Slow Food in Beijing organizes regular activities around the country. Above: An organic lunch in Anlong Village, Sichuan province.
Slow Food in Beijing organizes regular activities around the country. Above: Guests are invited to sample some home-made ice cream, and learn how to make organic soybean milk.
Quit the queue at the Big M, forget about TV dinners, China has joined the fight against industrialized, heavily processed, pre-packaged food. Well, some in China, at least. Eric Jou sums up the situation in Beijing.
Pushing for more sustainable, healthy, organic food, and pushing away from an imported, urban fast-food culture is not easy in Beijing.
But recently, three events have at least signaled the start of the movement: The setting up of the Beijing chapter of Slow Food, the commemoration of Jamie Oliver's Food Revolution Day and the inclusion of a "Best Sustainable Restaurant" category in city guide magazine Time Out Beijing's annual food awards.
Kerstin Bergmann, a co-leader of the Slow Food Convivium in Beijing, says that since 2008, the demand for clean organic food in Beijing has been growing and that more people are interested in what they are putting into their mouths.
"I think there is a great demand. In my opinion, this really got triggered after 2008, after the milk scandal," says Bergmann, referring to a food scandal that got the nation up in arms because it affected children and babies, some of whom were permanently disabled as a result.
That year, many major milk producers in China were found to have added powdered melamine to dairy products, to boost "protein" content. The culprits have since been heavily punished, although traces of melamine are still occasionally found in milk - a proof that awareness and knowledge filter very slowly down to grassroots producers.
Originally from Italy, the Slow Food movement stands for three things - good clean food sold at a fair price for both consumer and producer and a push towards eating local, all of which is finding empathy in China.
Just as Bergmann says, food safety is a big concern among people living in Beijing.
Zhang Zhimin, a local legend of organic sustainable food here, says one of the biggest reasons why she started a farm was her own concern about food safety.
"I was getting sick from this chemical that was used in produce," says Zhang. "So I figured I would try to grow some of my own food."
Zhang started her farm, God's Grace Garden, in 2001. The original concept was to grow her own food, but she started giving away extra crops to friends and family. Zhang says her friends and family kept prompting her to start selling, telling her she could make money with her vegetables.
Unwilling to convert her project into a business, Zhang decided to turn her farm into a membership co-share model. Members pay monthly dues and get a share of the produce but are required to take an active role in production.
Dannan Hodge, the Jamie Oliver's Food Revolution ambassador in Beijing, also works with the Beijing farmer's market association.
"The organic revolution here is in its infancy stage but it's growing quite quickly. It's still predominantly marketed to locals, so part of what we're trying to do here is to bring in farmers and vendors capable of providing an English-speaking service to foreigners."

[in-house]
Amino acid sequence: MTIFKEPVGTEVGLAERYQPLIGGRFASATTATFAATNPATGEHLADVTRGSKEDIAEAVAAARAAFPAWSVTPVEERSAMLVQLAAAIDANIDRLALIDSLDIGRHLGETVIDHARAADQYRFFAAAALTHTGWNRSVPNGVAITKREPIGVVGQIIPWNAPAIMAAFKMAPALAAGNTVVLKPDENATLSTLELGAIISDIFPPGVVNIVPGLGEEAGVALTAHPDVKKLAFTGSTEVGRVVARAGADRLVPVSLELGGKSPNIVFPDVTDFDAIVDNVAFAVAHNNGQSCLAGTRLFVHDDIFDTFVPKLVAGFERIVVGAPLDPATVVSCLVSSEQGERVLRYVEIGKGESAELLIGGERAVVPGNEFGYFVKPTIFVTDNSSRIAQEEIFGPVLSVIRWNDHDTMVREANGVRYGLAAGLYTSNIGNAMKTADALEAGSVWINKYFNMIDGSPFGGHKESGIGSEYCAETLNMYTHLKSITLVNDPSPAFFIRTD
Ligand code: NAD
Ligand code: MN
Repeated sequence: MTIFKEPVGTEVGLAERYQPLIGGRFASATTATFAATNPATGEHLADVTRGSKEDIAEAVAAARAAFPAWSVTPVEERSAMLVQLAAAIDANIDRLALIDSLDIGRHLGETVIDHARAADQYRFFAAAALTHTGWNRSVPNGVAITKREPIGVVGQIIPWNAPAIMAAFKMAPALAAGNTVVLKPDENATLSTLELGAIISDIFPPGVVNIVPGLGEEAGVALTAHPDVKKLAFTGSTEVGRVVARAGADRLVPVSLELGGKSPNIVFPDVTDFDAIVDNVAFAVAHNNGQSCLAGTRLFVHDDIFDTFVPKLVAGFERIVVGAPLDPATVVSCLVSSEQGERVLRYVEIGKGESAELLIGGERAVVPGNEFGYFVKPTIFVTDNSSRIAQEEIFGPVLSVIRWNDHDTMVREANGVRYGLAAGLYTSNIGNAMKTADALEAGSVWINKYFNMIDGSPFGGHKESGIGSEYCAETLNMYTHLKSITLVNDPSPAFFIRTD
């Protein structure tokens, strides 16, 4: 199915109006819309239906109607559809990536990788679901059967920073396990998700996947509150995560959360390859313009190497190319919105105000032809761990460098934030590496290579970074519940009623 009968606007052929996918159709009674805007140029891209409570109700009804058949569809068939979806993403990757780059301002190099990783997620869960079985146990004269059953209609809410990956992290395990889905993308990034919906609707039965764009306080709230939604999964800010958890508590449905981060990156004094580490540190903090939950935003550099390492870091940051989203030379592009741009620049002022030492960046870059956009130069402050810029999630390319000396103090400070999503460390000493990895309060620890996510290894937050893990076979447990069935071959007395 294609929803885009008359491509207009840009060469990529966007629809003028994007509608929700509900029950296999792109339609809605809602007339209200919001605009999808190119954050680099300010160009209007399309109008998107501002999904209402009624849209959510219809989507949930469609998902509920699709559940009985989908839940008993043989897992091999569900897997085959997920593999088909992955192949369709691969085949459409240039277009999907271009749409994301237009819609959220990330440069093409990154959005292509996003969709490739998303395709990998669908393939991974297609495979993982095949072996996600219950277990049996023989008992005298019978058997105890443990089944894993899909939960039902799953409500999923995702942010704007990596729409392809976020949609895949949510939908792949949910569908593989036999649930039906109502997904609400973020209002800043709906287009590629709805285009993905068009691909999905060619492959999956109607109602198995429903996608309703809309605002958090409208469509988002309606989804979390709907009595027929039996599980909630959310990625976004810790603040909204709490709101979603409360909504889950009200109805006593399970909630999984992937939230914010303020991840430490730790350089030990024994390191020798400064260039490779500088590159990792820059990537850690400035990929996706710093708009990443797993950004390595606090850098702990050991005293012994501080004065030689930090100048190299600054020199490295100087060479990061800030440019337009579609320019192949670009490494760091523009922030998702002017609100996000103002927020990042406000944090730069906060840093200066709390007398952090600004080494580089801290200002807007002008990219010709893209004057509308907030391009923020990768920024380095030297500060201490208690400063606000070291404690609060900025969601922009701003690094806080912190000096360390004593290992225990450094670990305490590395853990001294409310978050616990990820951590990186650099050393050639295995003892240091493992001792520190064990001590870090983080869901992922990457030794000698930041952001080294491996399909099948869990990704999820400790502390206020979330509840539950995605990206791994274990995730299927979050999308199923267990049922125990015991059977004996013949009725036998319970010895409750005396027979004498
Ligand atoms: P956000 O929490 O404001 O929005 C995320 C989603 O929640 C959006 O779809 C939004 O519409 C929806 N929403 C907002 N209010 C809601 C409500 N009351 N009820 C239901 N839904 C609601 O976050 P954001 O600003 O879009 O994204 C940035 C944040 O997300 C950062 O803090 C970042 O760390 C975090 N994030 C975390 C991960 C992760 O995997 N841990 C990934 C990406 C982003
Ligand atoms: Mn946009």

According to Sina Weibo, the Beijing farmers market association has over 300,000 fans.
"Several of our farmers were not farmers by trade," says Hodge. "They became worried about the safety of food so they started organic farms. It's very much a local push."
Hodge is also the co-founder of Highrise Homestead, a business dedicated to helping urban dwellers grow their own produce. She says signs of progress are evident, especially the last four years.
The main problem is spreading the message. Bergmann, Hodge, and Zhang all point out that the most important thing in getting people involved is education.
Zhang says that the push is held back by the easy convenience of fast food for the urban working population, and the addiction of the younger, more Western-influenced.
"The problem is the mindset and preconception. They think too much of the here and now. Producers think it takes too long to make money and consumers find it too expensive," Zhang says.
"In the past, people used to spend 90 percent of their income on food, but now it's become 9 percent on food.
"When they buy things like Apple iPhones, they are willing to spend. It's a problem of societal values, where people are concerned over trends and not their health," Zhang says.
Bergmann feels the whole affordable argument is "complete bullocks".
"A really good example is in supermarkets everywhere in the world, you see pre-washed salad already cut. This pre-packed salad costs three, four, five times more than regular salad, and people buy it. So why do they buy it? Because it's convenient.
"This is why I don't think the argument that, organic is expensive, therefore people don't buy it, is true.
"People are willing to pay more when it's convenient."
To Bergmann, Zhang and Hodge, the most important step moving forward is to continue educating consumers and making them co-producers of their food, holding individuals accountable for what they eat.
To people who share the same passion as members of the Slow Food chapters or people who are just concerned about safe, clean and quality food, Bergmann says the ultimate thing to do is this:
"They should pay attention to where their food comes, just think about where it comes from, what's on their plate and how it got there."